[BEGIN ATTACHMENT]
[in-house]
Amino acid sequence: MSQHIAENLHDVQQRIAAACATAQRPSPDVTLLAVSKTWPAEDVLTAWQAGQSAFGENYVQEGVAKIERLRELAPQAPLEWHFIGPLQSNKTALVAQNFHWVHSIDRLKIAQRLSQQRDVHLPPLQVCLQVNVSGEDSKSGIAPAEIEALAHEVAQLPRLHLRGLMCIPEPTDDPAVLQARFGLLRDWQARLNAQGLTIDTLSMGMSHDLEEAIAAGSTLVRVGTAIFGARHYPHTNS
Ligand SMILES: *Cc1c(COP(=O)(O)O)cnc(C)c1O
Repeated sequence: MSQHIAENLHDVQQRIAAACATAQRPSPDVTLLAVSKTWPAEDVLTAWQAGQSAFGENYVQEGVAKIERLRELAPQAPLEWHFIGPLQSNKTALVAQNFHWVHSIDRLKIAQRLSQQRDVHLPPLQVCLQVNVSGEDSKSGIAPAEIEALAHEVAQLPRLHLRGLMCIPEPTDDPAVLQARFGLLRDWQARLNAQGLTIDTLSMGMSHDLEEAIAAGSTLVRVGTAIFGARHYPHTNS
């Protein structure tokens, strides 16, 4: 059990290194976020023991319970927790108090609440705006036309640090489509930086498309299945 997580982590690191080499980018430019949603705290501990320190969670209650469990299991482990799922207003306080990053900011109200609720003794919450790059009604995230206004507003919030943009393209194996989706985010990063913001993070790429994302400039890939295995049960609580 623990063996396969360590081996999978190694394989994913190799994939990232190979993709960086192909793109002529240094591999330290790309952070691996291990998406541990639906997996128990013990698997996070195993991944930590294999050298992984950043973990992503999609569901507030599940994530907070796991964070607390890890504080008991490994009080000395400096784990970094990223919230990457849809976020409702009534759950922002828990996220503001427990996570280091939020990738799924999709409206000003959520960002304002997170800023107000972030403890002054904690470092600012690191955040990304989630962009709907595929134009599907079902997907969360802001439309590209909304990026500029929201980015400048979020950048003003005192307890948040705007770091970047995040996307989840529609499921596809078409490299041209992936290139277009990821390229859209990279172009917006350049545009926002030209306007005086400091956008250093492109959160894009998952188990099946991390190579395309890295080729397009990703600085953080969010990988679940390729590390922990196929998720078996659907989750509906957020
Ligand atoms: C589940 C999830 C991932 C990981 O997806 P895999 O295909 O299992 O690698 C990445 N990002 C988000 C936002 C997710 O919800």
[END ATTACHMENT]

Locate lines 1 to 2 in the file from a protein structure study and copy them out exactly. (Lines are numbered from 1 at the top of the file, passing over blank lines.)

[in-house]
Amino acid sequence: MSQHIAENLHDVQQRIAAACATAQRPSPDVTLLAVSKTWPAEDVLTAWQAGQSAFGENYVQEGVAKIERLRELAPQAPLEWHFIGPLQSNKTALVAQNFHWVHSIDRLKIAQRLSQQRDVHLPPLQVCLQVNVSGEDSKSGIAPAEIEALAHEVAQLPRLHLRGLMCIPEPTDDPAVLQARFGLLRDWQARLNAQGLTIDTLSMGMSHDLEEAIAAGSTLVRVGTAIFGARHYPHTNS